The Full Wiki

More info on John Bazalgette

John Bazalgette: Wikis


Note: Many of our articles have direct quotes from sources you can cite, within the Wikipedia article! This article doesn't yet, but we're working on it! See more info or our list of citable articles.


From Wikipedia, the free encyclopedia

Colonel John Bazalgette (15 December 1784 – 28 March 1868) was an army officer actively involved in the affairs of Nova Scotia for forty-three years. He was born in London, the second son of Jean Louis Bazalgette (1750-1830), a French immigrant born in the Cévennes region, and Catherine, née Metivier (c.1762-1785), also from a French family in London.

Bazalgette had previously served with the British army in other colonial posts before arriving in Nova Scotia in 1811. A Lieutenant in the 80th Foot, he was promoted Captain in the 99th Foot (later renumbered 98th Foot) without purchase in 1805. By 1830 he was a Major in the 98th Foot. In 1837 he was promoted Lieutenant-Colonel in the Army. He was made administrator of the provincial government for Lieutenant-Governor Sir John Harvey from 30 May to 30 September 1851 and from 22 March to 5 August 1852. This period included the debate on Joseph Howe's railway policy. It appears from correspondence with the Colonial Office that he had a good sense of balance between colonial needs and his responsibility to England.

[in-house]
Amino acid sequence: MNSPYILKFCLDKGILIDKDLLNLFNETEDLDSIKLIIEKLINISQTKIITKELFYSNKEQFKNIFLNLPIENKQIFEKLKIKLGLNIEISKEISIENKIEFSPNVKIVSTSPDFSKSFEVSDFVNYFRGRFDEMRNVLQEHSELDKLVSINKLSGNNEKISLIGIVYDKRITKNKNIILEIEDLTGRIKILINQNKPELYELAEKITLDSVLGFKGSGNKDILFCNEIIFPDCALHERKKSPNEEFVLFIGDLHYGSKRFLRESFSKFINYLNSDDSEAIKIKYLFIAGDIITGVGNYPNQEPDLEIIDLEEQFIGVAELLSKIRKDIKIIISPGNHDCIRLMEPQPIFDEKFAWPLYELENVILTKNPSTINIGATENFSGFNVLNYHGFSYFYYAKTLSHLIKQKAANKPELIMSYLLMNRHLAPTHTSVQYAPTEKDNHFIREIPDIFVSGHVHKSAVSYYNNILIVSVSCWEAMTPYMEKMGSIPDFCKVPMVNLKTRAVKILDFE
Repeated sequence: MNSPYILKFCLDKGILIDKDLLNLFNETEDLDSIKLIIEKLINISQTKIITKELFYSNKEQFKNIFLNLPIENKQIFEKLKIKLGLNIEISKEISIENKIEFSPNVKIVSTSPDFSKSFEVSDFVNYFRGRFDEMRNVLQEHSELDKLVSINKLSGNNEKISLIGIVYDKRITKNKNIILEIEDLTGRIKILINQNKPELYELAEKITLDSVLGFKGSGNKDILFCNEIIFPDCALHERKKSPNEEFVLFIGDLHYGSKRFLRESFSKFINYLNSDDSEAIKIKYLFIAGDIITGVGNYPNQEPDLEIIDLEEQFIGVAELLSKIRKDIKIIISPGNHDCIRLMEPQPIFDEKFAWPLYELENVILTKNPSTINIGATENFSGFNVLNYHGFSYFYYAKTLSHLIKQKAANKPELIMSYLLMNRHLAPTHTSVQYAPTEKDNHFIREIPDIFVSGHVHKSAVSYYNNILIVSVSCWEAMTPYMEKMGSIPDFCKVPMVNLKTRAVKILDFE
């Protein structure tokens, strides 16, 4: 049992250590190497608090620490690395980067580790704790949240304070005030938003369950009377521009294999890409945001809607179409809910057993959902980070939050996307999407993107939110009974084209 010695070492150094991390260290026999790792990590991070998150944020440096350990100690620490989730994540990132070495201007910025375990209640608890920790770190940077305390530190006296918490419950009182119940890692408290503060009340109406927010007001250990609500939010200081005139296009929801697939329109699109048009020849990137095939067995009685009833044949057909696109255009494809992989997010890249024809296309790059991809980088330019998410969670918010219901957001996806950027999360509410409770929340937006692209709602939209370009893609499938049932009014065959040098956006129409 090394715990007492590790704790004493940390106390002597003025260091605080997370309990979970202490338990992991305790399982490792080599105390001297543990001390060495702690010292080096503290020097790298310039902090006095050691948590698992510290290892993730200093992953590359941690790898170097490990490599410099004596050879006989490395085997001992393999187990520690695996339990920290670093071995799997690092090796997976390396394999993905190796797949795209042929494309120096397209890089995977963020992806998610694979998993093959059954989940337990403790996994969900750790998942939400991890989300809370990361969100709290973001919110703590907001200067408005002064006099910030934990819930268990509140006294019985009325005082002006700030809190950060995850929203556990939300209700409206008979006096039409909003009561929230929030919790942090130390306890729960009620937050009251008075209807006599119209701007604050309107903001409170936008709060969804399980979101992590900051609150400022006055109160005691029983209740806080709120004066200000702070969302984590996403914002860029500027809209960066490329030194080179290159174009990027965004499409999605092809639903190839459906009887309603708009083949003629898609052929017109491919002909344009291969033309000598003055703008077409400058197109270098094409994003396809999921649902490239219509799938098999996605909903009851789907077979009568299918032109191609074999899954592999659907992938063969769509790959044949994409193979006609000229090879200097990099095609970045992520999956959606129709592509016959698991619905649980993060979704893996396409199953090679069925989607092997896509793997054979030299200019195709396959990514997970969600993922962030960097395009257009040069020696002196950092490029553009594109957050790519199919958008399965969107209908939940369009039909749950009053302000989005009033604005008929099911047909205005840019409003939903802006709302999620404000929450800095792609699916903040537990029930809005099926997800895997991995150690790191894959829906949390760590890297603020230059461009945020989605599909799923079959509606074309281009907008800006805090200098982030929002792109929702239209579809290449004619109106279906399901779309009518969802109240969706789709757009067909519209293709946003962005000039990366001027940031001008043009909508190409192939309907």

While stationed in Bermuda, he married Sarah Crawford Magdalen Van Norden (1794-1866) and the marriage produced 15 children, 6 girls and 9 boys, of whom seven in turn went into the Army.

By 1854 he was a Colonel and Deputy Quartermaster-General of Nova Scotia. In that year he purchased the Lieutenant-Colonelcy of the 2nd West India Regiment. He returned to England the same year and retired in 1858. His long tenure in Canada shows an unusual loyalty to a colonial posting by a British officer of that time.

External links


Got something to say? Make a comment.
Your name
Your email address